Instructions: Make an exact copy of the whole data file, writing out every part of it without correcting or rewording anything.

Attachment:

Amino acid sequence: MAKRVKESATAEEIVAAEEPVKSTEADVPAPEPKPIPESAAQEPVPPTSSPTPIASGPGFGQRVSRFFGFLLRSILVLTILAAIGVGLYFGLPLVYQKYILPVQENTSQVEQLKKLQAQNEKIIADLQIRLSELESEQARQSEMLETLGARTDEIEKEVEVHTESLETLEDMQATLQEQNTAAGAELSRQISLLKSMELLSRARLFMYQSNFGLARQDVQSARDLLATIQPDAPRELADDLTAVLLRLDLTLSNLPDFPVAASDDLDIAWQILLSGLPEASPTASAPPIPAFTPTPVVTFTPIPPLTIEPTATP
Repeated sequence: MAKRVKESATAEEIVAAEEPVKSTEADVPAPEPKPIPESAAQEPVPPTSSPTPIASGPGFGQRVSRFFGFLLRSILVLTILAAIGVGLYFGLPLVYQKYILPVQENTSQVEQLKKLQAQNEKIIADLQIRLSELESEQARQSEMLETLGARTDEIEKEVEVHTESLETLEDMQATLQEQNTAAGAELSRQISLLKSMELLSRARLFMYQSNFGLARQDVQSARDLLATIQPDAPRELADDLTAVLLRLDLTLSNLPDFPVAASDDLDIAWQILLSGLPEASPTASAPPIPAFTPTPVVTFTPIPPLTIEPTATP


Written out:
Amino acid sequence: MAKRVKESATAEEIVAAEEPVKSTEADVPAPEPKPIPESAAQEPVPPTSSPTPIASGPGFGQRVSRFFGFLLRSILVLTILAAIGVGLYFGLPLVYQKYILPVQENTSQVEQLKKLQAQNEKIIADLQIRLSELESEQARQSEMLETLGARTDEIEKEVEVHTESLETLEDMQATLQEQNTAAGAELSRQISLLKSMELLSRARLFMYQSNFGLARQDVQSARDLLATIQPDAPRELADDLTAVLLRLDLTLSNLPDFPVAASDDLDIAWQILLSGLPEASPTASAPPIPAFTPTPVVTFTPIPPLTIEPTATP
Repeated sequence: MAKRVKESATAEEIVAAEEPVKSTEADVPAPEPKPIPESAAQEPVPPTSSPTPIASGPGFGQRVSRFFGFLLRSILVLTILAAIGVGLYFGLPLVYQKYILPVQENTSQVEQLKKLQAQNEKIIADLQIRLSELESEQARQSEMLETLGARTDEIEKEVEVHTESLETLEDMQATLQEQNTAAGAELSRQISLLKSMELLSRARLFMYQSNFGLARQDVQSARDLLATIQPDAPRELADDLTAVLLRLDLTLSNLPDFPVAASDDLDIAWQILLSGLPEASPTASAPPIPAFTPTPVVTFTPIPPLTIEPTATP